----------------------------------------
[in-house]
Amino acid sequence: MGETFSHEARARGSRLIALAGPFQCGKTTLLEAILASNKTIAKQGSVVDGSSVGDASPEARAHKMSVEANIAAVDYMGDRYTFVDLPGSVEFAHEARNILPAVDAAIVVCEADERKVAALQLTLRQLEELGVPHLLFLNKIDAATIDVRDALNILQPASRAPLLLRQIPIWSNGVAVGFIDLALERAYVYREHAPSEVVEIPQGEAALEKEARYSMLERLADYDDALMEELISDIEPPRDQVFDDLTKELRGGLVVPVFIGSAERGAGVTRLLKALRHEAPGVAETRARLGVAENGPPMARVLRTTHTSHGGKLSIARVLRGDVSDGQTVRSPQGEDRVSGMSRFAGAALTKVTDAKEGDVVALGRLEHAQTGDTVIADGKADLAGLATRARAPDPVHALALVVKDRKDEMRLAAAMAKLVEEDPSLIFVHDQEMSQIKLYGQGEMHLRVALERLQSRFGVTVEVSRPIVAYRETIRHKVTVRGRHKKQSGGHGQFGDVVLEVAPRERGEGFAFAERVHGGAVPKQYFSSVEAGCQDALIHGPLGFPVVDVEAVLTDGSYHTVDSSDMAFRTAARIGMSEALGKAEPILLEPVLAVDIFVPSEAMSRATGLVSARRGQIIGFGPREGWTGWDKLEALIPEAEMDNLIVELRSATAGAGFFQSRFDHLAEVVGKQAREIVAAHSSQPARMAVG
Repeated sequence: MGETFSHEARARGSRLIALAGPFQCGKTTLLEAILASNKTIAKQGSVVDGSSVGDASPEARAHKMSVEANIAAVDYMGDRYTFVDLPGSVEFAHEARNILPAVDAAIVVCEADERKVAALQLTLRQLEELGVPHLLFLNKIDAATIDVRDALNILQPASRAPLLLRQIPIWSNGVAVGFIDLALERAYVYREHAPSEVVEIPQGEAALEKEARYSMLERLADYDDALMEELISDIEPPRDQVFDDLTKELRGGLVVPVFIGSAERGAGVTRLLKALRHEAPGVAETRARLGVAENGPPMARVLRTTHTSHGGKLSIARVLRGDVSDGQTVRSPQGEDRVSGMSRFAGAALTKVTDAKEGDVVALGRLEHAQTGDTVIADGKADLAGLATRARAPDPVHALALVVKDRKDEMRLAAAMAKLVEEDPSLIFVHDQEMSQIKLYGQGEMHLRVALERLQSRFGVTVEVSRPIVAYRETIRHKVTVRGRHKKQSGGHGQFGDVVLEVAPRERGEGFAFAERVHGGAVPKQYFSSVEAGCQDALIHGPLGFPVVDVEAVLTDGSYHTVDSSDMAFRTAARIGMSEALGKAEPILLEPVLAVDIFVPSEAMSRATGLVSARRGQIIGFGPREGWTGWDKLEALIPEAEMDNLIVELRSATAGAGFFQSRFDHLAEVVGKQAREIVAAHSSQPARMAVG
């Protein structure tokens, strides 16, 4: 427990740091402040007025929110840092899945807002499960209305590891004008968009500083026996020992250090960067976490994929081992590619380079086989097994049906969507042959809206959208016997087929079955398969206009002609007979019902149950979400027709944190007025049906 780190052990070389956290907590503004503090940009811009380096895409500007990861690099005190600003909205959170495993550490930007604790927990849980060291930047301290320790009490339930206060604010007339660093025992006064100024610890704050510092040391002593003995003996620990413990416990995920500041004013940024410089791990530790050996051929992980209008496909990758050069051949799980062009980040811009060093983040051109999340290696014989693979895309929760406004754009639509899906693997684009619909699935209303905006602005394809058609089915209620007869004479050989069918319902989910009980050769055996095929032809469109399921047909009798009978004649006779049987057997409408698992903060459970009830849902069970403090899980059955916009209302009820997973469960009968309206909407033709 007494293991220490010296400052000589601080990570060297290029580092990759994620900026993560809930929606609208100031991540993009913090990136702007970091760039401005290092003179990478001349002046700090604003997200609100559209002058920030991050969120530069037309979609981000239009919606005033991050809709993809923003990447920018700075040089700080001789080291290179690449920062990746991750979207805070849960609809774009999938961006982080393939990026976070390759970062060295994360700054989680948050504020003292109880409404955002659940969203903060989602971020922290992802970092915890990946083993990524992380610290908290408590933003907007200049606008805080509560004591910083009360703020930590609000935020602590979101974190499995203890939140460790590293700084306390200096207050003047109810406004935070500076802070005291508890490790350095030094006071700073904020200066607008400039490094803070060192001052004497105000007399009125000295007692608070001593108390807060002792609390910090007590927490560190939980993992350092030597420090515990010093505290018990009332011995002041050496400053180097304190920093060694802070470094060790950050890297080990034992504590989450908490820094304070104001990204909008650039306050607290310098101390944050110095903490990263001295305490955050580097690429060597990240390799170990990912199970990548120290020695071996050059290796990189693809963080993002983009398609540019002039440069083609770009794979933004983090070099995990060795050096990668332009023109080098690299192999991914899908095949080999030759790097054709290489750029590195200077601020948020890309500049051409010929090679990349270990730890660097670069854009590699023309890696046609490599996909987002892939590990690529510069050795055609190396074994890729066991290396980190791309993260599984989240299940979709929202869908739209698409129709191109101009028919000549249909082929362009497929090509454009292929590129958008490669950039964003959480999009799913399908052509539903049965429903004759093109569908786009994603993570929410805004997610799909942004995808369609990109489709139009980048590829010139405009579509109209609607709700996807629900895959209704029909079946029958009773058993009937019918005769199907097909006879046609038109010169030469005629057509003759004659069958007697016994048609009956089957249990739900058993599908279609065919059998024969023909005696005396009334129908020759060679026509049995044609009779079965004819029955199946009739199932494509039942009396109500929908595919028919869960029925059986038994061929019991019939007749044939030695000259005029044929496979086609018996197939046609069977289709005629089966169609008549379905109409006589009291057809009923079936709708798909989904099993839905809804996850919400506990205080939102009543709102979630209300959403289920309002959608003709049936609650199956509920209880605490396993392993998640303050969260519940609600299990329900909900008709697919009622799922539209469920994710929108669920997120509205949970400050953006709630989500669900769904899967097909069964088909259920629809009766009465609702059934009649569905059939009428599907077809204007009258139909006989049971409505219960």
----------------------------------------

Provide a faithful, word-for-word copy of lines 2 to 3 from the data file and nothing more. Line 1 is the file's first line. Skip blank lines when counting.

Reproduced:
Amino acid sequence: MGETFSHEARARGSRLIALAGPFQCGKTTLLEAILASNKTIAKQGSVVDGSSVGDASPEARAHKMSVEANIAAVDYMGDRYTFVDLPGSVEFAHEARNILPAVDAAIVVCEADERKVAALQLTLRQLEELGVPHLLFLNKIDAATIDVRDALNILQPASRAPLLLRQIPIWSNGVAVGFIDLALERAYVYREHAPSEVVEIPQGEAALEKEARYSMLERLADYDDALMEELISDIEPPRDQVFDDLTKELRGGLVVPVFIGSAERGAGVTRLLKALRHEAPGVAETRARLGVAENGPPMARVLRTTHTSHGGKLSIARVLRGDVSDGQTVRSPQGEDRVSGMSRFAGAALTKVTDAKEGDVVALGRLEHAQTGDTVIADGKADLAGLATRARAPDPVHALALVVKDRKDEMRLAAAMAKLVEEDPSLIFVHDQEMSQIKLYGQGEMHLRVALERLQSRFGVTVEVSRPIVAYRETIRHKVTVRGRHKKQSGGHGQFGDVVLEVAPRERGEGFAFAERVHGGAVPKQYFSSVEAGCQDALIHGPLGFPVVDVEAVLTDGSYHTVDSSDMAFRTAARIGMSEALGKAEPILLEPVLAVDIFVPSEAMSRATGLVSARRGQIIGFGPREGWTGWDKLEALIPEAEMDNLIVELRSATAGAGFFQSRFDHLAEVVGKQAREIVAAHSSQPARMAVG
Repeated sequence: MGETFSHEARARGSRLIALAGPFQCGKTTLLEAILASNKTIAKQGSVVDGSSVGDASPEARAHKMSVEANIAAVDYMGDRYTFVDLPGSVEFAHEARNILPAVDAAIVVCEADERKVAALQLTLRQLEELGVPHLLFLNKIDAATIDVRDALNILQPASRAPLLLRQIPIWSNGVAVGFIDLALERAYVYREHAPSEVVEIPQGEAALEKEARYSMLERLADYDDALMEELISDIEPPRDQVFDDLTKELRGGLVVPVFIGSAERGAGVTRLLKALRHEAPGVAETRARLGVAENGPPMARVLRTTHTSHGGKLSIARVLRGDVSDGQTVRSPQGEDRVSGMSRFAGAALTKVTDAKEGDVVALGRLEHAQTGDTVIADGKADLAGLATRARAPDPVHALALVVKDRKDEMRLAAAMAKLVEEDPSLIFVHDQEMSQIKLYGQGEMHLRVALERLQSRFGVTVEVSRPIVAYRETIRHKVTVRGRHKKQSGGHGQFGDVVLEVAPRERGEGFAFAERVHGGAVPKQYFSSVEAGCQDALIHGPLGFPVVDVEAVLTDGSYHTVDSSDMAFRTAARIGMSEALGKAEPILLEPVLAVDIFVPSEAMSRATGLVSARRGQIIGFGPREGWTGWDKLEALIPEAEMDNLIVELRSATAGAGFFQSRFDHLAEVVGKQAREIVAAHSSQPARMAVG